The May new car registration data released on June 5th paints a marginally better picture of the new car market with overall volumes showing an increase of 3.4% over May 2017.
This positive news brings the total year to date volume of cars registered to just over a million vehicles and 6.8% down on 2017.
This is in line with Cazana’s predictions earlier in the year and is the second consecutive month of increase but must be taken in context with the fact that the May 2017 registrations may have been adversely affected by the general election.
The diesel figures paint another month of poor performance with a drop in volume of 23.6% reflecting the continued concerns over pollution and uncertainty over taxation and government policy.
Year to date diesel registrations are now down by 30.6% and the market share has fallen to 32.8% year to date which is 11.3% lower than at this point in 2017.
Conversely, petrol registrations have improved by 23.5% for the month taking the year to date figure to 11.3% higher than in 2017 and reflecting a 61.9% share of the market.
The improvement in AFV registrations of 36.1% on the same month last year is impressive and the year to date market share sits at 5.3% which is 1.2% higher than at the same point in 2017.
Generally speaking the new car market in May has been boosted by the private buyer with sales to this sector up 10.1% on 2017.
It was sales to the private consumer that were missing in May last year as the country prepared for the general election and this year consumer confidence for the month was stronger and thus reflected in the registration figures. However, it is worth considering the fact that pre-registration activity has also remained quite high.
Looking at the used car market the Cazana data shows some interesting nuances, and the chart below shows the performance of two of the key used car market sectors at present.
This chart is based on data taken from the retail market which is the largest volume of relevant pricing and valuation data available to the industry.
This chart demonstrates that the ex PCP sector has remained consistent in value terms year on year with vehicles retaining 61% of original cost new overall during May 2018. This is a drop of one percentage point when compared with April 2018 which is very reasonable considering the increased numbers of this age and profile of car returning to the used car market.
The performance of the Fleet sector is also good despite also experiencing a similar increase in volume. May data highlights an uplift in Retail values of 2 percentage points over the same month last year, and unlike the PCP sector, the May data shows consistency with performance in April 2018 with no decline in values as a percentage of original cost new.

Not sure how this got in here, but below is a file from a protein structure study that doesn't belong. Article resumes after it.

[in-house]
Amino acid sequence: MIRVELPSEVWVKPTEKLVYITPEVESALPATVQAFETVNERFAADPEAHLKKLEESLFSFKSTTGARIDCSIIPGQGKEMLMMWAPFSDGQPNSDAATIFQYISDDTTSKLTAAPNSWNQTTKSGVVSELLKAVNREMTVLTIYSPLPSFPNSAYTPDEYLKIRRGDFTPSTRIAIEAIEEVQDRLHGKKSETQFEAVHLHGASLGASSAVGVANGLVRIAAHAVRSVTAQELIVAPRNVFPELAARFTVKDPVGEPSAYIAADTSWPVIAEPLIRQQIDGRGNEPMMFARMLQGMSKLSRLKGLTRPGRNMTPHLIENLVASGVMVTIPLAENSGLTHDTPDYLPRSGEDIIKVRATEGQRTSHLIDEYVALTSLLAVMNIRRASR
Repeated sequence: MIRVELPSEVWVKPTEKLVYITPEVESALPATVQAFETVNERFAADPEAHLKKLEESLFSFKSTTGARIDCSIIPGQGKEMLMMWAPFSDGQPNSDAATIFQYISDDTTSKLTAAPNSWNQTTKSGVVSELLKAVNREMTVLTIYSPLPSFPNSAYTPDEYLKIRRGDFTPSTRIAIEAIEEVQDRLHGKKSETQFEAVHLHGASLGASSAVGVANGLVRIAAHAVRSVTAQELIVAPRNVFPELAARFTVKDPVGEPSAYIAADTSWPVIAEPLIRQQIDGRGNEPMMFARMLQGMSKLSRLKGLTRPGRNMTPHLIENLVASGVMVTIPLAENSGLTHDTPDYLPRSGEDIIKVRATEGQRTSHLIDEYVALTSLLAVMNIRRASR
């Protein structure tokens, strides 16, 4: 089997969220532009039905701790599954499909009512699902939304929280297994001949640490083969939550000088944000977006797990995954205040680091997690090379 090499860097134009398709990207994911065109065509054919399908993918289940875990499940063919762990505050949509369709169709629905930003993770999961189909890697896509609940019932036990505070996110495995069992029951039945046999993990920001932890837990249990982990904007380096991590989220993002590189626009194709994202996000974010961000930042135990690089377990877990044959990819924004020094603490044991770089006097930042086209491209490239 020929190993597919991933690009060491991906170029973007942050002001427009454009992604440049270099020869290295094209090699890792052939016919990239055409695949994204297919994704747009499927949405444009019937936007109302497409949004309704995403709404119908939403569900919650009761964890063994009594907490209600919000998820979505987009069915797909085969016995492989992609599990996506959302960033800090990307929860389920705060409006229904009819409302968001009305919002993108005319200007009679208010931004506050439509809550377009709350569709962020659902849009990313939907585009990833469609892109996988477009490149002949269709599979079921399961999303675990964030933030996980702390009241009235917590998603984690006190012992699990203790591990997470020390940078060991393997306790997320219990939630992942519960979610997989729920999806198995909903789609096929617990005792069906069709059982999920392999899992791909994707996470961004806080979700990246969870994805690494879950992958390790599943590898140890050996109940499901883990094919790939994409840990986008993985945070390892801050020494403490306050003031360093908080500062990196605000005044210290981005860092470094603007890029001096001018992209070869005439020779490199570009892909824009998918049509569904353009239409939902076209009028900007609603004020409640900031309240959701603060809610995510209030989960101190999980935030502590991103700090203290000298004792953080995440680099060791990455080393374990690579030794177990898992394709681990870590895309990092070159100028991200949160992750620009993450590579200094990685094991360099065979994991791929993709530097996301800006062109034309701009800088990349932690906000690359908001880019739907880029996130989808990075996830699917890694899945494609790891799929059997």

Looking at the petrol to diesel market and despite another monthly decline in new diesel car sales and continued negative press coverage nationwide the used car market continues to show remarkable resilience. The data collated during May is shown in the chart below.
In comparison to May 2018 there has been stability for ex PCP and privately-owned cars that have covered 36k mileage.
Pricing has remained at 56% of original cost new mirroring the price point in May 2017 and a 1% uplift on the April 2018 data. It is interesting to note that diesel pricing has fallen again in May in comparison to last year.
However, at 53% of original cost this shows stability when compared to the April 2018 figure which is positive news.
Looking at higher mileage ex fleet vehicles there is an uplift in pricing performance of one percentage point for petrol powered cars in comparison to last year although at 49% of original cost new this is some 4 percentage points behind the April data.
Conversely, for diesel-powered cars there has been stability from May last year and of note is the fact that prices between April 2018 and May 2018 have increased by one percentage point.
This stability in pricing reinforces the fact that the used car market is still robust with good retail demand.
The increase in volume, however, has seen some vendors in the wholesale environment needing to readjust expectations and auction conversion levels were more variable during the course of the month.
Finally, a view of pricing activity in the PCP sector by fuel type reviewing the performance of alternative fuel vehicles in comparison to traditionally powered cars.
The chart shows that in comparison to May 2017 petrol and AFV retail asking prices have increased as a percentage of original cost new by 2 percentage points where diesel has dropped by 2 percentage points.
This suggests a further erosion of diesel car popularity at this age. However, it is important to take these year on year changes in context and the final chart depicts retail pricing movements by fuel type since the beginning of 2018.
This chart shows that retail pricing for petrol cars has been the most stable and retail prices have improved by two percentage points year to date.
Diesel pricing has been more volatile although it has increased by one percentage point year to date whilst AFV pricing has also been varied although pricing has remained at the same level thus far.
In previous years retail pricing tends to drop for all propulsion types as the year has progresses, reflecting the natural depreciation of an asset. As such there is clarity here on the strength of the used car market.
In conclusion, the data analysed provides invaluable insight as to the state of the used car market in the UK.
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By Rupert Pontin, director of valuations at Cazana